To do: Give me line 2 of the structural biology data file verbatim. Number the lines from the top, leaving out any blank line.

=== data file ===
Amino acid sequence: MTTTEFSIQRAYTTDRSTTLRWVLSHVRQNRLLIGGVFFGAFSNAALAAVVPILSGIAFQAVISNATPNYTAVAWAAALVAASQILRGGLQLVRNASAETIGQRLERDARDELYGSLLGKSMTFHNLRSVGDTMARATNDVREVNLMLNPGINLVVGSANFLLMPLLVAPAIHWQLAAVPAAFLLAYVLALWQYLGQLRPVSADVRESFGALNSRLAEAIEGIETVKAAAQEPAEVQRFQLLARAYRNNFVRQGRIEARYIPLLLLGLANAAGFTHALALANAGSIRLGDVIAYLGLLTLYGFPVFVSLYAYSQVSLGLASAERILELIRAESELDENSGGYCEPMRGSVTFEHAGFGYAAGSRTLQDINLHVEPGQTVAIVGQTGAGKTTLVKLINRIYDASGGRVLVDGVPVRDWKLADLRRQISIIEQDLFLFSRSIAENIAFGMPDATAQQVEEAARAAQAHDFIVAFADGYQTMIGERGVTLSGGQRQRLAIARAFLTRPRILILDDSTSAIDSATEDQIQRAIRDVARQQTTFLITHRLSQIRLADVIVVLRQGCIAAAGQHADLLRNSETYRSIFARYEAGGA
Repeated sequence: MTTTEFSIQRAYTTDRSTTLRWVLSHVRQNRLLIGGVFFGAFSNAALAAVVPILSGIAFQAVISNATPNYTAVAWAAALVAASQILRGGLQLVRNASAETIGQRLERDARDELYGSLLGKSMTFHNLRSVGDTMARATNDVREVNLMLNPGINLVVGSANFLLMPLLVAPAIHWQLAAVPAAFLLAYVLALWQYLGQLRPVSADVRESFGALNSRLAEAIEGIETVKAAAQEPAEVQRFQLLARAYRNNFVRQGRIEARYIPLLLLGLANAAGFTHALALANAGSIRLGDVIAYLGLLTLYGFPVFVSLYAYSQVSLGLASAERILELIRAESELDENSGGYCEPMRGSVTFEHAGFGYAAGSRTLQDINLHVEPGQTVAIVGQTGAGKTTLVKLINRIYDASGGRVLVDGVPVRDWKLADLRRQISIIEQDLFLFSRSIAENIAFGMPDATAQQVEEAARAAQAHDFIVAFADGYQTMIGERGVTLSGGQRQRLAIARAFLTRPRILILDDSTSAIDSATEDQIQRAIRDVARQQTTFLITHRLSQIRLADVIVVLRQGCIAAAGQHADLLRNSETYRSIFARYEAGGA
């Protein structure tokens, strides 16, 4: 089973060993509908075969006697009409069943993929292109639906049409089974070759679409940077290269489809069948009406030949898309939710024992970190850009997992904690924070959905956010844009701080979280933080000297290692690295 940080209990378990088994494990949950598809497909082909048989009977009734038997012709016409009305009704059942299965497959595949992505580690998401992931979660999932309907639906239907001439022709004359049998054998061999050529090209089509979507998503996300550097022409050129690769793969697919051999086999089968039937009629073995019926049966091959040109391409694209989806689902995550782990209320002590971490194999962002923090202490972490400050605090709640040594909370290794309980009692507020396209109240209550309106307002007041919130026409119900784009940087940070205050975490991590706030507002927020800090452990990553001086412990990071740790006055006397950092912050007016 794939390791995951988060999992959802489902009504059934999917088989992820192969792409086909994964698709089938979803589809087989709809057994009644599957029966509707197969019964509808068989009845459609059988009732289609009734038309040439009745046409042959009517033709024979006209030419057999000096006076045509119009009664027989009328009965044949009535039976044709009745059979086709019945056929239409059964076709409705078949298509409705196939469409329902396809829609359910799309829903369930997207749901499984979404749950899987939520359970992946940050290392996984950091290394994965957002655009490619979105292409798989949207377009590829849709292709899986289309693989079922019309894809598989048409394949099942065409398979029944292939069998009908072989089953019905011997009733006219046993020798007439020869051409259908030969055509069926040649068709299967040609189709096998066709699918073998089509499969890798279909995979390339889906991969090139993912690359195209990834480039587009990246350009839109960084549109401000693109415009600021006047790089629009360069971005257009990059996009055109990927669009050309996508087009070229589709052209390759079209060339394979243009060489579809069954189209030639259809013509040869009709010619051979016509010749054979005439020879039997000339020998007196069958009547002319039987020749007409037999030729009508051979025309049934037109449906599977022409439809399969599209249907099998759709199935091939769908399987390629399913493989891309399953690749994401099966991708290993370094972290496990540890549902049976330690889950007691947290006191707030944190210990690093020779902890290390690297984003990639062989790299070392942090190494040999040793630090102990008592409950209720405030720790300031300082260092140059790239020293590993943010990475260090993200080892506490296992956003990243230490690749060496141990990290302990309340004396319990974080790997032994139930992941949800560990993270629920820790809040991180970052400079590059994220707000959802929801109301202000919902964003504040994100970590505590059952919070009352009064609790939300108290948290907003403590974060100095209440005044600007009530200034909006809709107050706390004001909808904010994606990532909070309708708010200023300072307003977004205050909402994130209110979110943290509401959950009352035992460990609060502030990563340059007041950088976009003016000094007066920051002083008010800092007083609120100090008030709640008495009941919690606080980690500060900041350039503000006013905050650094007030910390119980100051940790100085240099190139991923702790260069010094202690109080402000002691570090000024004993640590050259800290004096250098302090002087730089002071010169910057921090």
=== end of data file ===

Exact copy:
Repeated sequence: MTTTEFSIQRAYTTDRSTTLRWVLSHVRQNRLLIGGVFFGAFSNAALAAVVPILSGIAFQAVISNATPNYTAVAWAAALVAASQILRGGLQLVRNASAETIGQRLERDARDELYGSLLGKSMTFHNLRSVGDTMARATNDVREVNLMLNPGINLVVGSANFLLMPLLVAPAIHWQLAAVPAAFLLAYVLALWQYLGQLRPVSADVRESFGALNSRLAEAIEGIETVKAAAQEPAEVQRFQLLARAYRNNFVRQGRIEARYIPLLLLGLANAAGFTHALALANAGSIRLGDVIAYLGLLTLYGFPVFVSLYAYSQVSLGLASAERILELIRAESELDENSGGYCEPMRGSVTFEHAGFGYAAGSRTLQDINLHVEPGQTVAIVGQTGAGKTTLVKLINRIYDASGGRVLVDGVPVRDWKLADLRRQISIIEQDLFLFSRSIAENIAFGMPDATAQQVEEAARAAQAHDFIVAFADGYQTMIGERGVTLSGGQRQRLAIARAFLTRPRILILDDSTSAIDSATEDQIQRAIRDVARQQTTFLITHRLSQIRLADVIVVLRQGCIAAAGQHADLLRNSETYRSIFARYEAGGA